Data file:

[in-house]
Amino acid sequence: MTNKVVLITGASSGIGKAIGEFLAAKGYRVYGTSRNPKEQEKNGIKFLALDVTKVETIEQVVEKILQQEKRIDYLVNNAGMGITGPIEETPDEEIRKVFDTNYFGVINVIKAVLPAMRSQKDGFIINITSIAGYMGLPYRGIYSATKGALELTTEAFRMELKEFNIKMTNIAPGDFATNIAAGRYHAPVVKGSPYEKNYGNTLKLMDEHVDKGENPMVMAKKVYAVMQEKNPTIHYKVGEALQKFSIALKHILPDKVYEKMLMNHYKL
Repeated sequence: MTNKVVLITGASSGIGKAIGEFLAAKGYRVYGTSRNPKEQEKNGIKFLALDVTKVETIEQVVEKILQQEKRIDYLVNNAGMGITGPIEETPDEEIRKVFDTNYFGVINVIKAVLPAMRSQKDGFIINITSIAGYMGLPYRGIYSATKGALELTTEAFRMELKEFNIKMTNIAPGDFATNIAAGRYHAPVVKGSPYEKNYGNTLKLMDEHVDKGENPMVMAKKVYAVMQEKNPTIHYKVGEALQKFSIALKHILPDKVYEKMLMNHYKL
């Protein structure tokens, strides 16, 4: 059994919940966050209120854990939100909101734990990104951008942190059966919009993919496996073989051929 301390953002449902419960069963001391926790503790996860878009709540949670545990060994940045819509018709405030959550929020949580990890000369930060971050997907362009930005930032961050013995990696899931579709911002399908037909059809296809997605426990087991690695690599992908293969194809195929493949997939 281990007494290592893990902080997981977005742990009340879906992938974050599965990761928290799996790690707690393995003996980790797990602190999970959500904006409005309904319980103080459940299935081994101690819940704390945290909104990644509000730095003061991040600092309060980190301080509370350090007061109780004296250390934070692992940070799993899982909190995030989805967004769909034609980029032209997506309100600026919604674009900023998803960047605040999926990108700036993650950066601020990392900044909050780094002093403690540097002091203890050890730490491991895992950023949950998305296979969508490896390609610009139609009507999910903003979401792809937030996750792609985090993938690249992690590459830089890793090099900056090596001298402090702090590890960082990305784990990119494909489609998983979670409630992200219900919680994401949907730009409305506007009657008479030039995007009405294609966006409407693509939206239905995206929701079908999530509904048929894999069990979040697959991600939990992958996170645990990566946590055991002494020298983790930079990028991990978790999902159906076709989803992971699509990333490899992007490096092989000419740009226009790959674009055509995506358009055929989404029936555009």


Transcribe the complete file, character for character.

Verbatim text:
[in-house]
Amino acid sequence: MTNKVVLITGASSGIGKAIGEFLAAKGYRVYGTSRNPKEQEKNGIKFLALDVTKVETIEQVVEKILQQEKRIDYLVNNAGMGITGPIEETPDEEIRKVFDTNYFGVINVIKAVLPAMRSQKDGFIINITSIAGYMGLPYRGIYSATKGALELTTEAFRMELKEFNIKMTNIAPGDFATNIAAGRYHAPVVKGSPYEKNYGNTLKLMDEHVDKGENPMVMAKKVYAVMQEKNPTIHYKVGEALQKFSIALKHILPDKVYEKMLMNHYKL
Repeated sequence: MTNKVVLITGASSGIGKAIGEFLAAKGYRVYGTSRNPKEQEKNGIKFLALDVTKVETIEQVVEKILQQEKRIDYLVNNAGMGITGPIEETPDEEIRKVFDTNYFGVINVIKAVLPAMRSQKDGFIINITSIAGYMGLPYRGIYSATKGALELTTEAFRMELKEFNIKMTNIAPGDFATNIAAGRYHAPVVKGSPYEKNYGNTLKLMDEHVDKGENPMVMAKKVYAVMQEKNPTIHYKVGEALQKFSIALKHILPDKVYEKMLMNHYKL
């Protein structure tokens, strides 16, 4: 059994919940966050209120854990939100909101734990990104951008942190059966919009993919496996073989051929 301390953002449902419960069963001391926790503790996860878009709540949670545990060994940045819509018709405030959550929020949580990890000369930060971050997907362009930005930032961050013995990696899931579709911002399908037909059809296809997605426990087991690695690599992908293969194809195929493949997939 281990007494290592893990902080997981977005742990009340879906992938974050599965990761928290799996790690707690393995003996980790797990602190999970959500904006409005309904319980103080459940299935081994101690819940704390945290909104990644509000730095003061991040600092309060980190301080509370350090007061109780004296250390934070692992940070799993899982909190995030989805967004769909034609980029032209997506309100600026919604674009900023998803960047605040999926990108700036993650950066601020990392900044909050780094002093403690540097002091203890050890730490491991895992950023949950998305296979969508490896390609610009139609009507999910903003979401792809937030996750792609985090993938690249992690590459830089890793090099900056090596001298402090702090590890960082990305784990990119494909489609998983979670409630992200219900919680994401949907730009409305506007009657008479030039995007009405294609966006409407693509939206239905995206929701079908999530509904048929894999069990979040697959991600939990992958996170645990990566946590055991002494020298983790930079990028991990978790999902159906076709989803992971699509990333490899992007490096092989000419740009226009790959674009055509995506358009055929989404029936555009």